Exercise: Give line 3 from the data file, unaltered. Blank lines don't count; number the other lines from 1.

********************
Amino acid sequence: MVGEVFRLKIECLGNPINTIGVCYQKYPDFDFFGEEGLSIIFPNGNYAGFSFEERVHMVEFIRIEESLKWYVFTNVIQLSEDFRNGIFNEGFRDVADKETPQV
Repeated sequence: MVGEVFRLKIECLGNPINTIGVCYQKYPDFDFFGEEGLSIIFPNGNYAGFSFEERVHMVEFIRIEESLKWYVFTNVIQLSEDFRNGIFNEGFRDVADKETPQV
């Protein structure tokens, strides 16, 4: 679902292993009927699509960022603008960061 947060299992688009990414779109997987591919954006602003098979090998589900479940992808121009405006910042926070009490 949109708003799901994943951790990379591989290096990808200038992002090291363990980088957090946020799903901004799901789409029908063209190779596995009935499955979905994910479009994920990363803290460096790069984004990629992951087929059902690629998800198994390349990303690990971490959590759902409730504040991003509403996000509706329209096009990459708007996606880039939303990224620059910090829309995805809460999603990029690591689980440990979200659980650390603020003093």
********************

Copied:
């Protein structure tokens, strides 16, 4: 679902292993009927699509960022603008960061 947060299992688009990414779109997987591919954006602003098979090998589900479940992808121009405006910042926070009490 949109708003799901994943951790990379591989290096990808200038992002090291363990980088957090946020799903901004799901789409029908063209190779596995009935499955979905994910479009994920990363803290460096790069984004990629992951087929059902690629998800198994390349990303690990971490959590759902409730504040991003509403996000509706329209096009990459708007996606880039939303990224620059910090829309995805809460999603990029690591689980440990979200659980650390603020003093």